For 15 minutes, WinRm caches unsuccessful connections. Even after setting up resource-based Kerberos Constrained Delegation, you may be unable to connect to the third machine due to this feature. To fix it, use the command klist purge -LI 0x3e7 on the third machine to delete the failed Kerberos tokens.
How Does PSRemoting SSH Authentication Work?
Although WinRm authentication is the most frequent means of PSRemoting authentication, you now have another option with PowerShell v6: SSH. PSRemoting may be used with Linux if you use SSH as the authentication mechanism.
PSRemoting with Windows and Linux: How to Set It Up
SSH, unlike WinRm, needs some extra client and server settings, such as installing an SSH client on the Windows client and…
Using PowerShell with Chocolatey to Install OpenSSL
When you use SSH to handle authentication, you’re restricted to the authentication methods that SSH provides. This reduces the number of options to just two: password-based and public-key-based.
Other kinds of authentication are offered by SSH, but they are often regarded as less secure than the password and public-key based alternatives, so we’ll stick to these two.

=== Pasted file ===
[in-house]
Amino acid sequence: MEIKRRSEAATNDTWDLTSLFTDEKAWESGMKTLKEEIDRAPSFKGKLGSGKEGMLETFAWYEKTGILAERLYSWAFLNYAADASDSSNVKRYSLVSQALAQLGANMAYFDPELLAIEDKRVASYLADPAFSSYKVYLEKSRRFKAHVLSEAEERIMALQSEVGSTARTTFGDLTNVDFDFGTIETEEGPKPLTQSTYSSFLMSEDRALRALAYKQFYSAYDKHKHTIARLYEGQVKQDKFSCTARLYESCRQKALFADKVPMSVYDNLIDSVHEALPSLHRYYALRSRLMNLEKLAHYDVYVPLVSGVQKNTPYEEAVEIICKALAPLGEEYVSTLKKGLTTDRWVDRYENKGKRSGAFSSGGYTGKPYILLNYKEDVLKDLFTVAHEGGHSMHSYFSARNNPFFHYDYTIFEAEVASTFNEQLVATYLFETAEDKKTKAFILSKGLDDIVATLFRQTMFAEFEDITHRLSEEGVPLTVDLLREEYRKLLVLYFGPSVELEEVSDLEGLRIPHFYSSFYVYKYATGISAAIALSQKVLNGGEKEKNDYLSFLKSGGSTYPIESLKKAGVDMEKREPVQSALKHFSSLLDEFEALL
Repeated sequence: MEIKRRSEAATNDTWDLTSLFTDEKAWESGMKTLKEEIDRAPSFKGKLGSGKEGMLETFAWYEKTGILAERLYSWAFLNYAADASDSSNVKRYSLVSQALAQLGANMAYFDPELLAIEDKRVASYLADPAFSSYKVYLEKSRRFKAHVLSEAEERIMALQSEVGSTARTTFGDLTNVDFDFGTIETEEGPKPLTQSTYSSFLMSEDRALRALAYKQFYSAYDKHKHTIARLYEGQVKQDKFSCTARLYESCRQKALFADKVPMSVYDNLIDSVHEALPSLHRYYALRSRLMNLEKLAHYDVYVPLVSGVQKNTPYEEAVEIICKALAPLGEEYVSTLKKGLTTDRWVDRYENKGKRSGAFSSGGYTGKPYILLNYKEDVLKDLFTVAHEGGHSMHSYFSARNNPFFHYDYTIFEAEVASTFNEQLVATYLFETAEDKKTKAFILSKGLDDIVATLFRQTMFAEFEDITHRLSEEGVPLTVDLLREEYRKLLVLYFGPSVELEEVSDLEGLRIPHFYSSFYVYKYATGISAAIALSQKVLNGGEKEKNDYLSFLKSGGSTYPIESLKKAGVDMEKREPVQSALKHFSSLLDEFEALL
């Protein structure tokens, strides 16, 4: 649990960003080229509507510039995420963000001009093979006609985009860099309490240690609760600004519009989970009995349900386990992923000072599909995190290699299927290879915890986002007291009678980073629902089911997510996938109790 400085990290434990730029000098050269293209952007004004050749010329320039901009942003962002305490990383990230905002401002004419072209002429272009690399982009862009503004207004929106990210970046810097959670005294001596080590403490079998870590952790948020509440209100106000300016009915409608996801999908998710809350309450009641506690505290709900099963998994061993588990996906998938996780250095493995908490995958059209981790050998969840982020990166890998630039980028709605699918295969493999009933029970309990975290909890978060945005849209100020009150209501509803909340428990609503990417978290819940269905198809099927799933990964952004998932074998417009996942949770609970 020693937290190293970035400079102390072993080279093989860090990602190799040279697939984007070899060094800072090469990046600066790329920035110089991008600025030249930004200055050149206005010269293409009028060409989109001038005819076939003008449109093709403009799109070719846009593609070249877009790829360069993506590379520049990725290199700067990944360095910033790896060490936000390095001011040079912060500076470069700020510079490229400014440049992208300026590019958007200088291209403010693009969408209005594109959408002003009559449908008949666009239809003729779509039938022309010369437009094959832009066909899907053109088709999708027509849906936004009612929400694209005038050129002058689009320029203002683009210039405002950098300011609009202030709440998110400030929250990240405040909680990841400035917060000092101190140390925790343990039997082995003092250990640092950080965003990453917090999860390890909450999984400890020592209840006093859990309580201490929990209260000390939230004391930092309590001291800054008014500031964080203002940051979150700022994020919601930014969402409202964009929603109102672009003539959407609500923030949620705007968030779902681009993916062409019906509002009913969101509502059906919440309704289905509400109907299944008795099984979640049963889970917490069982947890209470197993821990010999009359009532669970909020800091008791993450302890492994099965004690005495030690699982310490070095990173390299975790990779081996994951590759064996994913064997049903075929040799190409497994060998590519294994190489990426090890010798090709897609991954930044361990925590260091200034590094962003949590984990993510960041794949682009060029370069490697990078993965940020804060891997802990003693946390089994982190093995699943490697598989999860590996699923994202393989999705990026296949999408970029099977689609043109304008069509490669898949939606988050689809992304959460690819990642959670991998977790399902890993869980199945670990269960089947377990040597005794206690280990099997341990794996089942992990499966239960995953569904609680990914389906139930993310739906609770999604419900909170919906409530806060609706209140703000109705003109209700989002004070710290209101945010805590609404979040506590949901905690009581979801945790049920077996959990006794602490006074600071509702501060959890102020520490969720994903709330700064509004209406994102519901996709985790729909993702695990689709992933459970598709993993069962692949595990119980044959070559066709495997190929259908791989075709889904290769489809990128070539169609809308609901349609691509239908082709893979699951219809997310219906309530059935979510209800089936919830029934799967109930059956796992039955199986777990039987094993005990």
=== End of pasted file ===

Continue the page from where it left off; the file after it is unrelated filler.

Authentication using a password
Password-based authentication is the simplest approach to set up SSH authentication using PSRemoting. Password-based authentication enables you to verify your identity by providing a password.
The password is exchanged when the SSH connection is established, and the password is encrypted during transmission in the SSH authentication procedure. Unlike some other WinRM authentication methods, such as Kerberos, this authentication technique sends the whole password to the server.
You can sorta compare SSH Authentication using a password to the WinRM authentication method Basic using an HTTPS listener. The password itself is not protected in any meaningful way, but the entire connection, including the password, is encrypted based and the server is validated based on a Certificate.
Authentication using Certificates
While password-based authentication is simple to set up and use, it has two drawbacks.
- The first is that there is no secure method to authenticate in an unattended manner.
- Authentication using a password still sends a password across the network. While the password is encrypted within the SSH connection, the server receives the whole password. If the server is in some way compromised, it could become a security issue.